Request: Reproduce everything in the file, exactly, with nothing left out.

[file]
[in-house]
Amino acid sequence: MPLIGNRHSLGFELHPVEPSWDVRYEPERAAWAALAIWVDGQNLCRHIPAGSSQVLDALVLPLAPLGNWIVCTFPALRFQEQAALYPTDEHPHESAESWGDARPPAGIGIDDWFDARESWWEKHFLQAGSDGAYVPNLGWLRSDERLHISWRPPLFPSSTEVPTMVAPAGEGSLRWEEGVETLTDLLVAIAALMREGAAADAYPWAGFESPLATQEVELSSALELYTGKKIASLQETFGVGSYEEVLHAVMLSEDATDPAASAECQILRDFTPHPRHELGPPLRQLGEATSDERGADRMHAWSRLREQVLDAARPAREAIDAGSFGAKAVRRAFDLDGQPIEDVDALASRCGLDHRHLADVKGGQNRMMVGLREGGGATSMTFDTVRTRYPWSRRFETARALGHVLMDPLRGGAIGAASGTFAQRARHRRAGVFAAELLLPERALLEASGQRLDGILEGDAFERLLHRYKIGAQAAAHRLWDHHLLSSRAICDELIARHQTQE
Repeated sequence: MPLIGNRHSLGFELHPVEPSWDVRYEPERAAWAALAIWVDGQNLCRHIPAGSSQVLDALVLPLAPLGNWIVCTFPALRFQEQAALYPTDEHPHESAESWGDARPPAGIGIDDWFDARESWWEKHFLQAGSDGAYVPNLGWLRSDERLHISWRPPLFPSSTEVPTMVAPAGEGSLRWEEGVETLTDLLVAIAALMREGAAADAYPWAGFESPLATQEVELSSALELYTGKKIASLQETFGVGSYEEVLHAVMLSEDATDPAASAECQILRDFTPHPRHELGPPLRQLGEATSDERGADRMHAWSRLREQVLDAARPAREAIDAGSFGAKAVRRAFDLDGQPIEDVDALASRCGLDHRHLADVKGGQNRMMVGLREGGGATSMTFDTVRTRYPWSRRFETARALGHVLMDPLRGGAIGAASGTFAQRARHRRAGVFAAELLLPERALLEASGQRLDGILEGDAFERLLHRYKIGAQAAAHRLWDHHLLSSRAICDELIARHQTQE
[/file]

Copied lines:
[in-house]
Amino acid sequence: MPLIGNRHSLGFELHPVEPSWDVRYEPERAAWAALAIWVDGQNLCRHIPAGSSQVLDALVLPLAPLGNWIVCTFPALRFQEQAALYPTDEHPHESAESWGDARPPAGIGIDDWFDARESWWEKHFLQAGSDGAYVPNLGWLRSDERLHISWRPPLFPSSTEVPTMVAPAGEGSLRWEEGVETLTDLLVAIAALMREGAAADAYPWAGFESPLATQEVELSSALELYTGKKIASLQETFGVGSYEEVLHAVMLSEDATDPAASAECQILRDFTPHPRHELGPPLRQLGEATSDERGADRMHAWSRLREQVLDAARPAREAIDAGSFGAKAVRRAFDLDGQPIEDVDALASRCGLDHRHLADVKGGQNRMMVGLREGGGATSMTFDTVRTRYPWSRRFETARALGHVLMDPLRGGAIGAASGTFAQRARHRRAGVFAAELLLPERALLEASGQRLDGILEGDAFERLLHRYKIGAQAAAHRLWDHHLLSSRAICDELIARHQTQE
Repeated sequence: MPLIGNRHSLGFELHPVEPSWDVRYEPERAAWAALAIWVDGQNLCRHIPAGSSQVLDALVLPLAPLGNWIVCTFPALRFQEQAALYPTDEHPHESAESWGDARPPAGIGIDDWFDARESWWEKHFLQAGSDGAYVPNLGWLRSDERLHISWRPPLFPSSTEVPTMVAPAGEGSLRWEEGVETLTDLLVAIAALMREGAAADAYPWAGFESPLATQEVELSSALELYTGKKIASLQETFGVGSYEEVLHAVMLSEDATDPAASAECQILRDFTPHPRHELGPPLRQLGEATSDERGADRMHAWSRLREQVLDAARPAREAIDAGSFGAKAVRRAFDLDGQPIEDVDALASRCGLDHRHLADVKGGQNRMMVGLREGGGATSMTFDTVRTRYPWSRRFETARALGHVLMDPLRGGAIGAASGTFAQRARHRRAGVFAAELLLPERALLEASGQRLDGILEGDAFERLLHRYKIGAQAAAHRLWDHHLLSSRAICDELIARHQTQE